Europe South Asia Asia Pacific Americas Middle East Africa BBC Homepage World Service Education

Front Page



UK Politics







Talking Point

In Depth

On Air

Low Graphics

Sunday, October 17, 1999 Published at 11:16 GMT 12:16 UK

UK: Scotland

Magnusson: Inventor's letters belong in Scotland

Magnus Magnusson presented Mastermind for 25 years

Former Mastermind presenter Magnus Magnusson believes Scotland would be the ideal home for historic letters belonging to John Logie Baird.

The ex-quiz master's public declaration comes just days before the documents penned by the Scottish inventor of television go on sale at the auctioneers Christie's in London.

The historic material - which includes 70 letters written between Logie Baird and his financial backer - is expected to fetch 90,000.

Mr Magnusson, who was born in Iceland but regards Scotland as his adopted home, said: "I'm all for having as many things from our heritage back here as possible so we can admire them without having to travel all over the world.

"It would be ideal if they could be retained here. It seems to be something which is of great historical interest."

Few records left

Mr Magnusson said the papers could be retained for study by scholars at the National Library of Scotland, in Edinburgh, or in one of Scotland's museums.

Logie Baird, born in Helensburgh, near Glasgow, in 1888, was probably Scotland's most famous inventor, ahead of telephone pioneer Alexander Graham Bell.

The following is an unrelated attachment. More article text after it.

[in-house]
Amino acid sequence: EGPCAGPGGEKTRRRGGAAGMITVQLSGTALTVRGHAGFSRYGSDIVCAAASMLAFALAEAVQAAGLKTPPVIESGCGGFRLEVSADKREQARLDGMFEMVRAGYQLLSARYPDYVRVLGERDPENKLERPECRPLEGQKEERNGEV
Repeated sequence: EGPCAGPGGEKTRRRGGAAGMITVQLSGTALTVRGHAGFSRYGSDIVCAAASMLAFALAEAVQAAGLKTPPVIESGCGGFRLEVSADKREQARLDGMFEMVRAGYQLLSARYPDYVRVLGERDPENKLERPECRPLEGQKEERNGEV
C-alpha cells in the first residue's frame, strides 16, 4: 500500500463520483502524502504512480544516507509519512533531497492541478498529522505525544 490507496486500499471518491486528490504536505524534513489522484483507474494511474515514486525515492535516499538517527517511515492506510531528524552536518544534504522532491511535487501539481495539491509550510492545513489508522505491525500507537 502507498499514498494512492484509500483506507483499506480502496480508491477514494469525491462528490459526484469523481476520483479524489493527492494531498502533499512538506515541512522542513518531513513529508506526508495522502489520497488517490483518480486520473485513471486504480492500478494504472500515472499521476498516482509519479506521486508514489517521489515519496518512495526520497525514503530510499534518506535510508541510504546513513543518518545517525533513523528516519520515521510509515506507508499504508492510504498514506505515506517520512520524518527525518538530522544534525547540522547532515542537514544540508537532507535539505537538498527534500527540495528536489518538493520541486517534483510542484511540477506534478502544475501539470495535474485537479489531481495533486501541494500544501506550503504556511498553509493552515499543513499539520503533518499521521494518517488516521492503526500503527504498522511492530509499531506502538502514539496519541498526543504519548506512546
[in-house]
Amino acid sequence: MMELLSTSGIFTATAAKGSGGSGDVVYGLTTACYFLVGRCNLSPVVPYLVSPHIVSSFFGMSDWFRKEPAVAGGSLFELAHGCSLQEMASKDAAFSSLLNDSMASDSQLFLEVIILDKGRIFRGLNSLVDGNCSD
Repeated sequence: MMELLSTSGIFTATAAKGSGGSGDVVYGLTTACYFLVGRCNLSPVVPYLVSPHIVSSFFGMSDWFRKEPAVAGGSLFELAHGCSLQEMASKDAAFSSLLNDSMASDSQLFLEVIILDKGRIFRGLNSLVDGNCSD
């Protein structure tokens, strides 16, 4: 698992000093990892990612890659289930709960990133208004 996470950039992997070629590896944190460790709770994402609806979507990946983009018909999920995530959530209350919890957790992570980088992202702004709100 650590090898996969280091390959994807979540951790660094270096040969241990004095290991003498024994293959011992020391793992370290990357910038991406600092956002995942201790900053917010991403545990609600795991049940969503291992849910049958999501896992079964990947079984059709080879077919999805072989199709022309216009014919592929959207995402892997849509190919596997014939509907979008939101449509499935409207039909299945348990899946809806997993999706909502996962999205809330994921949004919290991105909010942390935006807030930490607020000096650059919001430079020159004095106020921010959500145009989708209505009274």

He studied electrical engineering at Glasgow University, and after initial success in Scotland pursued his work while living in Maidstone, Kent.

The letters are some of the few records documenting his trials as an inventor, including an experiment ending in an explosion which split his trousers.

As well as the written material, a 32-hole scanning disk - believed to have been used in Logie Baird's historic demonstration to the Royal Institution in 1926 - will also go on sale on Wednesday.

A spokeswoman for the National Museums of Scotland declined to say if a bid was going to made.

She said: "In terms of acquisition we never comment on whether or not we're going to bid. If we do - either way - it can affect the price of the objects so we can't actually say."

Advanced options | Search tips

Back to top | BBC News Home | BBC Homepage |

Internet Links


The John Logie Baird Show

National Library of Scotland

The BBC is not responsible for the content of external internet sites.

In this section

Toys withdrawn in E.coli health scare

From Sport
Collins calls it a day for Scots

Pro-lifers plan shock launch

Death inquiry anaesthetist barred

Bowled over by Lord's

Ministers loosen purse strings

'Delight' at Tunnel court outcome

From Sport
Derby double swoop fails

Demands for far-reaching information bill

Gaelic makes sound use of the internet

Trusts 'ignoring' depression advice

BBC Scotland - On Air

'Little change' since poverty pledge

Nine hurt as bus crashes into pub

Teachers' union in pay body challenge

Dental death hearing adjourned

Parliament ponders Royal High flit

Reid quits PR job

Industry misses new trains target

Football and royalty dominate Westminster

From Sport
The next Battle of Britain

Man charged with murdering lab technician

Lockerbie trial judges named

Festival award for Ratcatcher